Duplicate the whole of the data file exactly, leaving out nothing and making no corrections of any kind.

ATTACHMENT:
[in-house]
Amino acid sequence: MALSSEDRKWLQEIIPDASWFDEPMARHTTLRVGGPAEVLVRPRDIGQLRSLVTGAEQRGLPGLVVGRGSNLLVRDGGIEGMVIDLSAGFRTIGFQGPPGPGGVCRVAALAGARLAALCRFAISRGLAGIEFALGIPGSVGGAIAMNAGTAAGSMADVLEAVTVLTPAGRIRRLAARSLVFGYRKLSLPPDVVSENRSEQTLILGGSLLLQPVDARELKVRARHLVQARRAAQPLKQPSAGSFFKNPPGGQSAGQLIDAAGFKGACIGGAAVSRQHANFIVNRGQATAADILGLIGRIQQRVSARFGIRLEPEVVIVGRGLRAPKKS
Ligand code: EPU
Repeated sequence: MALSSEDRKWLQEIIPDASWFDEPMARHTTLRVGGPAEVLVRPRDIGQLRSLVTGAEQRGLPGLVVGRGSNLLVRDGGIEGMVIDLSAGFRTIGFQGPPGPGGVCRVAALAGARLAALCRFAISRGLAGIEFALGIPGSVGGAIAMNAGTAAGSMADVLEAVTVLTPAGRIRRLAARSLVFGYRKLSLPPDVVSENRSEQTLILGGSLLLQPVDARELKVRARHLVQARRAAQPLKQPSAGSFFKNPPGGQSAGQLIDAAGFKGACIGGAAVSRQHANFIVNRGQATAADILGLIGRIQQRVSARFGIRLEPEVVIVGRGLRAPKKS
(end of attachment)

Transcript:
[in-house]
Amino acid sequence: MALSSEDRKWLQEIIPDASWFDEPMARHTTLRVGGPAEVLVRPRDIGQLRSLVTGAEQRGLPGLVVGRGSNLLVRDGGIEGMVIDLSAGFRTIGFQGPPGPGGVCRVAALAGARLAALCRFAISRGLAGIEFALGIPGSVGGAIAMNAGTAAGSMADVLEAVTVLTPAGRIRRLAARSLVFGYRKLSLPPDVVSENRSEQTLILGGSLLLQPVDARELKVRARHLVQARRAAQPLKQPSAGSFFKNPPGGQSAGQLIDAAGFKGACIGGAAVSRQHANFIVNRGQATAADILGLIGRIQQRVSARFGIRLEPEVVIVGRGLRAPKKS
Ligand code: EPU
Repeated sequence: MALSSEDRKWLQEIIPDASWFDEPMARHTTLRVGGPAEVLVRPRDIGQLRSLVTGAEQRGLPGLVVGRGSNLLVRDGGIEGMVIDLSAGFRTIGFQGPPGPGGVCRVAALAGARLAALCRFAISRGLAGIEFALGIPGSVGGAIAMNAGTAAGSMADVLEAVTVLTPAGRIRRLAARSLVFGYRKLSLPPDVVSENRSEQTLILGGSLLLQPVDARELKVRARHLVQARRAAQPLKQPSAGSFFKNPPGGQSAGQLIDAAGFKGACIGGAAVSRQHANFIVNRGQATAADILGLIGRIQQRVSARFGIRLEPEVVIVGRGLRAPKKS